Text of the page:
3. Gideon’s First Mission

So, Gideon has been called by God, and we’re left wondering what the next steps are. What the grand battle plan is. How the Midianites are going to be chased from the land.

But not so fast.

Before the Midianites can be dealt with, the sin that brought them upon Israel needs to be dealt with. Israel has cried out to the Lord for help (v. 6) but they have not yet repented of the sin that God them into trouble in the first place.

And so getting rid of the enemy without addressing the underlying sin is like spray painting over a rusty spot on your car. It’s going to come back. You have to get rid of the root cause before you go after the symptom.

And so Gideon is given his first mission. This is our third and final stop in the passage, and it begins in verse 25: “That night the Lord said to him, ‘Take your father’s bull, and the second bull seven years old, and pull down the altar of Baal that your father has, and cut down the Asherah that is beside it and build an altar to the Lord your God on the top of the stronghold here, with stones laid in due order. Then take the second bull and offer it as a burnt offering with the wood of the Asherah that you shall cut down’” (Judges 6:25–26).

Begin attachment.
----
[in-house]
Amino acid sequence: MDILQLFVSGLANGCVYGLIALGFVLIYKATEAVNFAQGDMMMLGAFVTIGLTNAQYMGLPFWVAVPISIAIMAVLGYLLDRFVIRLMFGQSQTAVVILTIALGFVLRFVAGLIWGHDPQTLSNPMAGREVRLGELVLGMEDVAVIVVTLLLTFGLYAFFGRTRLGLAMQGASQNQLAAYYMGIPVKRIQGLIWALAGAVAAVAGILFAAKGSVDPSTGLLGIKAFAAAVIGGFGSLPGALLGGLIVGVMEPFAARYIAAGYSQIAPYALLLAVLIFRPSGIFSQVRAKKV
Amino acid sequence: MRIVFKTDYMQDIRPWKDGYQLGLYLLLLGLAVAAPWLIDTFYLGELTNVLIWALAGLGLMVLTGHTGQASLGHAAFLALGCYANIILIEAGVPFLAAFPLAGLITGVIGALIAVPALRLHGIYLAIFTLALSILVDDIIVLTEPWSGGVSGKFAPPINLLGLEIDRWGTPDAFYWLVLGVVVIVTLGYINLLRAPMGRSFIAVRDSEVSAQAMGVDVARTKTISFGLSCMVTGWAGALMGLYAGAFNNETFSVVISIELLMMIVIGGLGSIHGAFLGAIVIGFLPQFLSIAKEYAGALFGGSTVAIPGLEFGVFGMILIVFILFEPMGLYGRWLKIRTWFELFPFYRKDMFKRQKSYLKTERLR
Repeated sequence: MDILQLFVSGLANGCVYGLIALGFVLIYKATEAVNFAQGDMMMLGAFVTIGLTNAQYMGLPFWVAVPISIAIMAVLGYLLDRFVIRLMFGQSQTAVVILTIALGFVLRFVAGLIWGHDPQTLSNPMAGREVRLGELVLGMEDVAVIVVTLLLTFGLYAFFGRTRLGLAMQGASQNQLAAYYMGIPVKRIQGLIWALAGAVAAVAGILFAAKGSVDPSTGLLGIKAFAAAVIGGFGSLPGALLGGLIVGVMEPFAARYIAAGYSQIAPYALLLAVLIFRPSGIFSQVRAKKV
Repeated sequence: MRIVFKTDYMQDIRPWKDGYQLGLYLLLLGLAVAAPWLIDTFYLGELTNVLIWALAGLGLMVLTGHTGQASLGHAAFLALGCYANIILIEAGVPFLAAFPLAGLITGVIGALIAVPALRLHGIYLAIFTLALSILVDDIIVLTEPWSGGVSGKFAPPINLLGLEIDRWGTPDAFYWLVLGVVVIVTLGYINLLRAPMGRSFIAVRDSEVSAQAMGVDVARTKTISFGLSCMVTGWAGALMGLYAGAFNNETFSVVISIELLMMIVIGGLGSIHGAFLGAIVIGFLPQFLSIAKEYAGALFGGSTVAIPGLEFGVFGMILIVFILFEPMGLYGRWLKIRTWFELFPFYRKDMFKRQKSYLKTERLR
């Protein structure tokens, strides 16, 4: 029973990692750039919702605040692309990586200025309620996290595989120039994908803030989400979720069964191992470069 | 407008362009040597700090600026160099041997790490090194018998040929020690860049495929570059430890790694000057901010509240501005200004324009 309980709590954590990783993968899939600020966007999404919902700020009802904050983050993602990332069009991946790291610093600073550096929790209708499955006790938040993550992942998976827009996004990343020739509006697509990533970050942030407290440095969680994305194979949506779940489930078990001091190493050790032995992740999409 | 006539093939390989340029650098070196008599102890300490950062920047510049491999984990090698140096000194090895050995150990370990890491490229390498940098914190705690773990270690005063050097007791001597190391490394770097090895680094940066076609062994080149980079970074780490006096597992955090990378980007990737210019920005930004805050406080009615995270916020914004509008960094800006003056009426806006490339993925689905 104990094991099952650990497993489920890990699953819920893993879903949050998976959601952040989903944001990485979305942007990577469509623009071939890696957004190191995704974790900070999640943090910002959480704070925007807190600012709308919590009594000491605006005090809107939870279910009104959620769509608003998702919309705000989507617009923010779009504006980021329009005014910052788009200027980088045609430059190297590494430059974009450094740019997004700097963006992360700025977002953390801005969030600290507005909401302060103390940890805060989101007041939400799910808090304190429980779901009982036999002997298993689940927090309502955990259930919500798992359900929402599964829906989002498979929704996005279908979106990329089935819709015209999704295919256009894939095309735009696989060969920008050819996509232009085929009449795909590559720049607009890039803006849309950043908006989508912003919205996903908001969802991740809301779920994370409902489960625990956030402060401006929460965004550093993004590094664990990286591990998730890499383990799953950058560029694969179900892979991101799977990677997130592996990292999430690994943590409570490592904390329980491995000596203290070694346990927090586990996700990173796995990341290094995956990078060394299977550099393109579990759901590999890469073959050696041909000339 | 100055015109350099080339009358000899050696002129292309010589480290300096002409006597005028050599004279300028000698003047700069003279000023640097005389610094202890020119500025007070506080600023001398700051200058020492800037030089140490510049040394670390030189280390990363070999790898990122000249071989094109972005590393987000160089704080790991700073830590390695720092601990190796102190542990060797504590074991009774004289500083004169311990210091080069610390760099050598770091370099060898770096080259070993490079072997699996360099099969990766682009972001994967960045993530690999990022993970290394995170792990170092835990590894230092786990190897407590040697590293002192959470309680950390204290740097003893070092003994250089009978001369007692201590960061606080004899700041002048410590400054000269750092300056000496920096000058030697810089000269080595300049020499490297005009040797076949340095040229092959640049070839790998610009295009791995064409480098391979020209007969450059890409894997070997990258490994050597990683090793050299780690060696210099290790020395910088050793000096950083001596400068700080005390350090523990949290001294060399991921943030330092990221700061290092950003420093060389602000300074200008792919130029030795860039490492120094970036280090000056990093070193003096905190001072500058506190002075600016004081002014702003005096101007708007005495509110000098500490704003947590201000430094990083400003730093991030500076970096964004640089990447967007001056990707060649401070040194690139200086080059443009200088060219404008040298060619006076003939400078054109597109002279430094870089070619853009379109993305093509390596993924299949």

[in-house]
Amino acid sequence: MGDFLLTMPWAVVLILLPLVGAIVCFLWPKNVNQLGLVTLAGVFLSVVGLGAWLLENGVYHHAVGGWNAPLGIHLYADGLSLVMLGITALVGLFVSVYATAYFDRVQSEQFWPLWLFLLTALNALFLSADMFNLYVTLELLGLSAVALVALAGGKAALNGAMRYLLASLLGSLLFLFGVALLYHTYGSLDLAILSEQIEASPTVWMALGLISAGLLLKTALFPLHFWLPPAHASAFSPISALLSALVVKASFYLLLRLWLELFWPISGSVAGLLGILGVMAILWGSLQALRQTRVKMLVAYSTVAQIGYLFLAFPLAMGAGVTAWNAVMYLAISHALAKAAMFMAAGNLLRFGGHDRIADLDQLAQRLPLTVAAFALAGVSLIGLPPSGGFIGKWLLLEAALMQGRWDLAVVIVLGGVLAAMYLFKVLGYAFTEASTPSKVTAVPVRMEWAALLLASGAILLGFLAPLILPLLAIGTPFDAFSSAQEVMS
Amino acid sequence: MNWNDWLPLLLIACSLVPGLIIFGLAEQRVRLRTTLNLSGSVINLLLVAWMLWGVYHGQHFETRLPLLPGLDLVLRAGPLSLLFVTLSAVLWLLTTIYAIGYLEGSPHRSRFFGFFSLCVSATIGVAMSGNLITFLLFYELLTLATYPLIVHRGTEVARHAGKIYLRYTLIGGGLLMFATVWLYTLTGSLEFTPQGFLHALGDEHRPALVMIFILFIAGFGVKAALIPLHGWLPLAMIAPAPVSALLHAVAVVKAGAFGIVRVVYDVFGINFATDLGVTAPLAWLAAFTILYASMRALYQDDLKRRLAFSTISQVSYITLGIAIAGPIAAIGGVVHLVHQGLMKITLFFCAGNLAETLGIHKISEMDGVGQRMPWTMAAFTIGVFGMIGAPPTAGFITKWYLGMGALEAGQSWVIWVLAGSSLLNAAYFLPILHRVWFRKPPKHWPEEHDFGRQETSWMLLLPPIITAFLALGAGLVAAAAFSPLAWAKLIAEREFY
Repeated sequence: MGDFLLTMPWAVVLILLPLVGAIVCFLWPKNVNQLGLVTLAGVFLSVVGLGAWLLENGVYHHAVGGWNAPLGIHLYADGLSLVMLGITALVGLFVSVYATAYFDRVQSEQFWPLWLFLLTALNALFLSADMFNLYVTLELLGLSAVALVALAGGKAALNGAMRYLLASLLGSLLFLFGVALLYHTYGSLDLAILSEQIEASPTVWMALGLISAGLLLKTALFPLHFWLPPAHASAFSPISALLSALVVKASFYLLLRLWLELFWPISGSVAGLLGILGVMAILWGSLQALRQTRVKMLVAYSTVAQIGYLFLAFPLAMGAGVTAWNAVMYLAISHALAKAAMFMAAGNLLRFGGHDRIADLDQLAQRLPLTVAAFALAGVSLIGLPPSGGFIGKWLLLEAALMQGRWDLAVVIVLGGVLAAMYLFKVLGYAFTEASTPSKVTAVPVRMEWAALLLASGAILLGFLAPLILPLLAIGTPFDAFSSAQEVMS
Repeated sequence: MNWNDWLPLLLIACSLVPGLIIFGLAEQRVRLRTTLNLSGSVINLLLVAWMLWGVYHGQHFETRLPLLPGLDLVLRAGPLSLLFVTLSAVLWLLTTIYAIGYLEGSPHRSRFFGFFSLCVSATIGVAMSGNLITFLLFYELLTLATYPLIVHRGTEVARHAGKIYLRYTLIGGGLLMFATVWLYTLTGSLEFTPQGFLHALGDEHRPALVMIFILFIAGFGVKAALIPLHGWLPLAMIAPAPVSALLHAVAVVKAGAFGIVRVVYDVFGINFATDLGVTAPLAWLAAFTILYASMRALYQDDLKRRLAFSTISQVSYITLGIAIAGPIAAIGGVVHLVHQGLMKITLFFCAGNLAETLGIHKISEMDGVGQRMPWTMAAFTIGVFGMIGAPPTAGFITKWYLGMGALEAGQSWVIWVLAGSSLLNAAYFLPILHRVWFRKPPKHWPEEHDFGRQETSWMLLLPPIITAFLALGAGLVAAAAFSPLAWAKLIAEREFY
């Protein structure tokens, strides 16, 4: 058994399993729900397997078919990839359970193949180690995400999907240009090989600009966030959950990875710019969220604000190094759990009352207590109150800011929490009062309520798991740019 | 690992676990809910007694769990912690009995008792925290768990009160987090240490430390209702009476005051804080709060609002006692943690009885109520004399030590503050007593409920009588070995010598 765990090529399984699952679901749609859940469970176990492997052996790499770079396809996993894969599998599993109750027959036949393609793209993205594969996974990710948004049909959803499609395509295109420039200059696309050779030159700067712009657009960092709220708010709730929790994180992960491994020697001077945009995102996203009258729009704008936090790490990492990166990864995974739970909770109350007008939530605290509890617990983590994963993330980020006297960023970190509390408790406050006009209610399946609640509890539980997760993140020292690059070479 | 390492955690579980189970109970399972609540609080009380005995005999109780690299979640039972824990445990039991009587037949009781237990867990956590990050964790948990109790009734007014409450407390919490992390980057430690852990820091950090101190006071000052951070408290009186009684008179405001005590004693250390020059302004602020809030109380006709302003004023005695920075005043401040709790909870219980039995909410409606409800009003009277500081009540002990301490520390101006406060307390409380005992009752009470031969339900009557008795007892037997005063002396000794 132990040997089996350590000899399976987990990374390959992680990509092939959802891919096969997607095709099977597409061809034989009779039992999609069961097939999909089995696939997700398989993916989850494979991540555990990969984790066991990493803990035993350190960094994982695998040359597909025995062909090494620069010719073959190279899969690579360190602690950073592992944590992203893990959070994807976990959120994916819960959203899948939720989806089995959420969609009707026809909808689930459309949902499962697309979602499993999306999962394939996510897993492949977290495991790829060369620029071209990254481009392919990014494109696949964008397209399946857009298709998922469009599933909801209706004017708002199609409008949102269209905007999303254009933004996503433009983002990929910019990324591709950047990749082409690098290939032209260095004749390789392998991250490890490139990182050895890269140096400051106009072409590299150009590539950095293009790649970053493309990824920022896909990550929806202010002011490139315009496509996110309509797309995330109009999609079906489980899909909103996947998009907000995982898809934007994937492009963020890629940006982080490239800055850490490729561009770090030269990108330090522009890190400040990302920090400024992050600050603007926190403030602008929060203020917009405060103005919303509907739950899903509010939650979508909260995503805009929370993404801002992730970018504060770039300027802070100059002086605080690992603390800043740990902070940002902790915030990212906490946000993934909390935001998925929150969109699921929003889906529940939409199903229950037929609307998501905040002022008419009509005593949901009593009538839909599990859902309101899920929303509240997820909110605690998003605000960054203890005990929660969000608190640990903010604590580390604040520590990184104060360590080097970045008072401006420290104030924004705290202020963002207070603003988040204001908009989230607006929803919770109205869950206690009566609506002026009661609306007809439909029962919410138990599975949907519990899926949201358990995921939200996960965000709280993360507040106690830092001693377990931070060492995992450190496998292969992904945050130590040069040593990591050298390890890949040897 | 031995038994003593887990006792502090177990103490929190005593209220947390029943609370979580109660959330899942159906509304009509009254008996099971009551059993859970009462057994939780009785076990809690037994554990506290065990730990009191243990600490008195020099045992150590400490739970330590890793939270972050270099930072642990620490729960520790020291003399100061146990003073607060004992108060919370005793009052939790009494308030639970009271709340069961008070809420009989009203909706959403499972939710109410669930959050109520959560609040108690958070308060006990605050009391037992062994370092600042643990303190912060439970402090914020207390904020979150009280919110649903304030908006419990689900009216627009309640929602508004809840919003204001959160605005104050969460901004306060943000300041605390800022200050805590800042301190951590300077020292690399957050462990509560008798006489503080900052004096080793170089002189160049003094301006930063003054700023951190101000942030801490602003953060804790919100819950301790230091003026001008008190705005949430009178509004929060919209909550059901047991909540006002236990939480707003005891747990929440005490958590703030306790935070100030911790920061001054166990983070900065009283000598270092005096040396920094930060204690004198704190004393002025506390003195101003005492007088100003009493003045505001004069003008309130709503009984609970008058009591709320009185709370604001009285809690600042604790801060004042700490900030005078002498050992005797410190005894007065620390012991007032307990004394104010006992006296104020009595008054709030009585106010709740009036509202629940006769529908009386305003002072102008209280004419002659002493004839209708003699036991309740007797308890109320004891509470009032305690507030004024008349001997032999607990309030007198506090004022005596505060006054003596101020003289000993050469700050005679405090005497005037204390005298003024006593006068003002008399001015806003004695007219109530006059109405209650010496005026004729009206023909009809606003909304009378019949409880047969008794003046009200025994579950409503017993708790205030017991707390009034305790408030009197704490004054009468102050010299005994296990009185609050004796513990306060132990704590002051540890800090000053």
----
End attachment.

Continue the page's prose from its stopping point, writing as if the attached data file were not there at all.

Gideon’s father has an altar to Baal, as well as a carved wooden idol of Asherah. Just consider this: Gideon has been appointed the deliverer for Israel while his own dad is engaged in the very idolatry that got Israel into this mess in the first place.

And Gideon is not told to negotiate. He’s not told to talk to his dad and try to reason with him. That’s happened already. These people have been challenged and taught and rebuked and disciplined for this over and over again. The time for talk is long past.

It’s time now for obedience. Way back in Deuteronomy 12:3 God’s people were told, “You shall tear down their altars and dash in pieces their pillars and burn their Asherim with fire. You shall chop down the carved images of their gods and destroy their name out of that place” (Deuteronomy 12:3). And that’s what Gideon is going to do.

But that’s scary, isn’t it? It’s one thing to tear down a pagan alter in the middle of a war. It’s another thing to tear down your dad’s alter that you’ve grown up with and everybody accepts as normal. Turning this altar to Baal into an alter to Yahweh would be the ultimate insult to his father’s religion and a direct challenge to every Baal worshipper in the community.

Not to mention destroying his property. Not just a highly prized shrine to Asherah and Baal, but a valuable bull that had somehow been kept hidden from the Midianites all those years.

But sweeping things under the rug is not an option. God tells Gideon to take his dad’s bulls, tear down the alter and the shrine to Asherah, and then use the stones and the wood to make an alter to the one true God—and then burn one of his dad’s bulls on it.

And Gideon accepts. Verse 27: “So Gideon took ten men of his servants and did as the Lord had told him. But because he was too afraid of his family and the men of the town to do it by day, he did it by night.”